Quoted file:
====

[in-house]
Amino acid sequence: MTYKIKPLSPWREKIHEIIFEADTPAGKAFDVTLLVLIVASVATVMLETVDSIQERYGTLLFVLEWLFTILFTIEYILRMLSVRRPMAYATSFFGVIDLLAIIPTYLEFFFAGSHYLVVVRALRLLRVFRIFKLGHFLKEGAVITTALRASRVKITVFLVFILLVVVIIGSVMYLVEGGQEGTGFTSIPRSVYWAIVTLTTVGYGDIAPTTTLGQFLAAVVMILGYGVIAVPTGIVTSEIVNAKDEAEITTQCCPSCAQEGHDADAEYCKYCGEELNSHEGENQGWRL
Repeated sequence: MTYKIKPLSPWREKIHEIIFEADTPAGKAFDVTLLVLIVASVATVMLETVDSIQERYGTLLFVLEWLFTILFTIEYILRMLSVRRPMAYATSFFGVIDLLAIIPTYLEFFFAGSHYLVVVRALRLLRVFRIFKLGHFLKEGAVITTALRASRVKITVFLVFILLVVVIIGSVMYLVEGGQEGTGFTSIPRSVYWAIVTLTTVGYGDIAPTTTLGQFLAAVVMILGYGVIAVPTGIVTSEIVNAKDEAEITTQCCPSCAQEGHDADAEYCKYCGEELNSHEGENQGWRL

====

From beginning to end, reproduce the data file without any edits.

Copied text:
[in-house]
Amino acid sequence: MTYKIKPLSPWREKIHEIIFEADTPAGKAFDVTLLVLIVASVATVMLETVDSIQERYGTLLFVLEWLFTILFTIEYILRMLSVRRPMAYATSFFGVIDLLAIIPTYLEFFFAGSHYLVVVRALRLLRVFRIFKLGHFLKEGAVITTALRASRVKITVFLVFILLVVVIIGSVMYLVEGGQEGTGFTSIPRSVYWAIVTLTTVGYGDIAPTTTLGQFLAAVVMILGYGVIAVPTGIVTSEIVNAKDEAEITTQCCPSCAQEGHDADAEYCKYCGEELNSHEGENQGWRL
Repeated sequence: MTYKIKPLSPWREKIHEIIFEADTPAGKAFDVTLLVLIVASVATVMLETVDSIQERYGTLLFVLEWLFTILFTIEYILRMLSVRRPMAYATSFFGVIDLLAIIPTYLEFFFAGSHYLVVVRALRLLRVFRIFKLGHFLKEGAVITTALRASRVKITVFLVFILLVVVIIGSVMYLVEGGQEGTGFTSIPRSVYWAIVTLTTVGYGDIAPTTTLGQFLAAVVMILGYGVIAVPTGIVTSEIVNAKDEAEITTQCCPSCAQEGHDADAEYCKYCGEELNSHEGENQGWRL